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Local woman repurposes plastic grocery bags and crochets them into mats for the homeless

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Posted at 5:30 PM, Jan 24, 2022
and last updated 2022-02-17 13:33:34-05

Do you have a cupboard full of plastic grocery bags you end up throwing away? One woman in the Coastal Bend is collecting them and turning them into mats for the homeless.

Ann Kolasinski moved to the Corpus Christi four years ago from Phoenix, Arizona. She said while she's at home taking care of her husband full-time, she reuses plastic grocery bags and crochets them into mats for the homeless.

"I always knew how to crochet, I understand the directions it's so simple," she said. "It's just single crochet all the way."

Crochet is a handicraft where yarn, typically, is woven into a patterned textile by looping the yarn with a hook needle.

In this case, she uses plastic bags instead of yarn, which sounds like a lengthy process. So how long does it take her to finish a mat using plastic bags?

"Well, from start to finish — If I am doing it all day, I could do one in a day, easy," she said.

Usually, she said, it takes her two evenings. Kolasinski 'strings' the bags together to make a 'yarn,' which she balls up and crochets into mats.

"What I usually do first is I get two or three big balls made first, because that's the longest time-consuming part of making them," she said.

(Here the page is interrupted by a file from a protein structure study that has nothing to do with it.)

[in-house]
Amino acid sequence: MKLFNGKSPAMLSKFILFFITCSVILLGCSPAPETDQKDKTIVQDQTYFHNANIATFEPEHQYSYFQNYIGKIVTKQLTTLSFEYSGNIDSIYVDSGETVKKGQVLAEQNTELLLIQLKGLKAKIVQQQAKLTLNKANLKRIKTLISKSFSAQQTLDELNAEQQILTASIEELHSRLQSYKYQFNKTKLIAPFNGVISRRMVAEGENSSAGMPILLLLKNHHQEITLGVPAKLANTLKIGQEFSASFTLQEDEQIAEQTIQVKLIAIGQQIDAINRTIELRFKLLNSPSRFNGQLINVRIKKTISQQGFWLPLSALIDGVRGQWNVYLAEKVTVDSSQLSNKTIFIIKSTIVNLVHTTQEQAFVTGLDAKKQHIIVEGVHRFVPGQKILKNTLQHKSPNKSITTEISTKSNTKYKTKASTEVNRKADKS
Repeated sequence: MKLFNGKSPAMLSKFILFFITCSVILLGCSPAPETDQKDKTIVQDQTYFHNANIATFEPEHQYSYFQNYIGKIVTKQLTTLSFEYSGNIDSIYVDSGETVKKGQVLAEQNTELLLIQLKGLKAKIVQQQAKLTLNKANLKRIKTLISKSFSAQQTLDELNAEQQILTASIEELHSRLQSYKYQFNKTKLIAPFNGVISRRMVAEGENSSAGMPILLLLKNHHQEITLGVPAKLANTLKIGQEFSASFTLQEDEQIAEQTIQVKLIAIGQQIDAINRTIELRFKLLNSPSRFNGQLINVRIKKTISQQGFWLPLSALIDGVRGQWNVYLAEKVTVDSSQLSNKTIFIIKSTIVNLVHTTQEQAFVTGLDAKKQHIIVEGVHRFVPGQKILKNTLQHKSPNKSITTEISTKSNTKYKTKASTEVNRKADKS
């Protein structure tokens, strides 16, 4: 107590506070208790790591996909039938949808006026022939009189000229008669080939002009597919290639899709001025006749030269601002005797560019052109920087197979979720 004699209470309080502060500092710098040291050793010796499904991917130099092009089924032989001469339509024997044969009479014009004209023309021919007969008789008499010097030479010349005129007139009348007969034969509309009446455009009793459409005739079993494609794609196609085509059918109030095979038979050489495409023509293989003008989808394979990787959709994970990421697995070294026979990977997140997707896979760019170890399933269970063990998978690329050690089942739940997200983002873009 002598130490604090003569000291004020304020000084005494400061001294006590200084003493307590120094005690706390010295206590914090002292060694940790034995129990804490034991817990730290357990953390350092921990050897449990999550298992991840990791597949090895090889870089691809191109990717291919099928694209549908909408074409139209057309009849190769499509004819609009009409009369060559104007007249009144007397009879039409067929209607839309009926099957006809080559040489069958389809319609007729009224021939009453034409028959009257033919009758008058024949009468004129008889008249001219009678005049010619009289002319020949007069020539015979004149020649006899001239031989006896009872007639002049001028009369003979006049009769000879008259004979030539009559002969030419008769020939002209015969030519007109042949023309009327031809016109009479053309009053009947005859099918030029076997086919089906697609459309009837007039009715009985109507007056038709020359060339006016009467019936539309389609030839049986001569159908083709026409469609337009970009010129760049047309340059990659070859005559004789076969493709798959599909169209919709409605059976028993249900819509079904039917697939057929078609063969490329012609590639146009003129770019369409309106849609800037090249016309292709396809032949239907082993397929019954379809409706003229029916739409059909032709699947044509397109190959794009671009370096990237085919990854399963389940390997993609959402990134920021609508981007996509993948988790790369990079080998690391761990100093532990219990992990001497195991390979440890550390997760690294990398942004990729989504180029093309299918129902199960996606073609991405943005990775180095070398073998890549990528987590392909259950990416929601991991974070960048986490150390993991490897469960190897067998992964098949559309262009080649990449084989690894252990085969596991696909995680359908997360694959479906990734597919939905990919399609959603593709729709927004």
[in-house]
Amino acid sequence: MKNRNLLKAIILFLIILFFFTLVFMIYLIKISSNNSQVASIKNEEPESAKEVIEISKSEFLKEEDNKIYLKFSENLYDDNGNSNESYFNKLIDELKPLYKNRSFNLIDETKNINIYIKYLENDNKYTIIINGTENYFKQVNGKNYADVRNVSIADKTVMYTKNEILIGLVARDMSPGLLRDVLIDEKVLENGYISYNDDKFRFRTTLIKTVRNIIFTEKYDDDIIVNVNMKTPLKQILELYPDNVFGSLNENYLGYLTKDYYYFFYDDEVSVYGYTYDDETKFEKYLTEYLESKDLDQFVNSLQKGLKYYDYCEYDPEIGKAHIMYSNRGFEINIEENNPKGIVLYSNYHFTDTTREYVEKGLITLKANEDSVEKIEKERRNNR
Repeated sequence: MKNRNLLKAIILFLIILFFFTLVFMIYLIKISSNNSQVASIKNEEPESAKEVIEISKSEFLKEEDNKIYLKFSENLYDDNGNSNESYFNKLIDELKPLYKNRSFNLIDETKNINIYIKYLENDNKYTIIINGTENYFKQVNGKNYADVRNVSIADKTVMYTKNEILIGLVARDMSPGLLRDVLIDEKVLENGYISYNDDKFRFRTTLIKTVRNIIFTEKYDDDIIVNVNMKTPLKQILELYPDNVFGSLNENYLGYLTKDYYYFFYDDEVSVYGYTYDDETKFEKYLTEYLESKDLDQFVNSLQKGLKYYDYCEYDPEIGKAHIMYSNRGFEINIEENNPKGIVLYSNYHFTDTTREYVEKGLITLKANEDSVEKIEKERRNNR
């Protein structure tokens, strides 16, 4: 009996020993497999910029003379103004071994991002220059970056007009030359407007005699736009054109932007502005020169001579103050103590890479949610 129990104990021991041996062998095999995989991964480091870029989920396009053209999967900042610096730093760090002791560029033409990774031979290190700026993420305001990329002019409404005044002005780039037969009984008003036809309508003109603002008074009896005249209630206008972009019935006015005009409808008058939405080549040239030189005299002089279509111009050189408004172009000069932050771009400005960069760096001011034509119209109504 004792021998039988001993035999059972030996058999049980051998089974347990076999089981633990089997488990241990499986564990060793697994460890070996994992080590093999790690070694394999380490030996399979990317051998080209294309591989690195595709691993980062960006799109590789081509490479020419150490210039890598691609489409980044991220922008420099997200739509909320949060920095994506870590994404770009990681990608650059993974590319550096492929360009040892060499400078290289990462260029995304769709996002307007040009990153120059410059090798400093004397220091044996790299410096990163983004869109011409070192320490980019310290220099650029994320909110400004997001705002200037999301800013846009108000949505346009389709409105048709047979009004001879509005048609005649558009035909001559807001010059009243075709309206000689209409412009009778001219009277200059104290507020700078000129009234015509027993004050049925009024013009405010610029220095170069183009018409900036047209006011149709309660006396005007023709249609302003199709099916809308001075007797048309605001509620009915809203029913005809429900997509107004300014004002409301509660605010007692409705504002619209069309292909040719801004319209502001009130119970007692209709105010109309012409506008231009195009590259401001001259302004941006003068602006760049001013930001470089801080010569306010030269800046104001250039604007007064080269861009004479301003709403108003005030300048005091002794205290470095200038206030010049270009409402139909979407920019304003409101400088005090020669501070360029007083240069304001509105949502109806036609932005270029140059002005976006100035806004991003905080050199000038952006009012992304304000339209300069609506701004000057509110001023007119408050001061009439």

She uses everything but the bag handles to make her mats, but no part of the bag goes to waste.

"Then I take all the handles from the bags that I cut up, and stuff them into a regular bag and then I stuff them to make a pillow," she said.

Kolasinski said it takes anywhere from 500 to 600 bags to make a mat, and she makes them in all different sizes; for short or tall people.

"When anybody gives me bags, its like Christmas," she said.

Once she makes a couple of mats, she drives them to Mother Teresa shelter for the homeless.

"I think that it's a great thing that she (does) because actually the plastic is a little bit warm," said the shelter's operations supervisor Sr. Rency Moonjely. "That they can reuse it."

Kolasinski said she grew up not having much herself.

"Think of it as your child out there, you know — whether you agree with his lifestyle or not, but he needs help," she said.

To help Kolasinski with making the mats or donate your plastic bags email her at: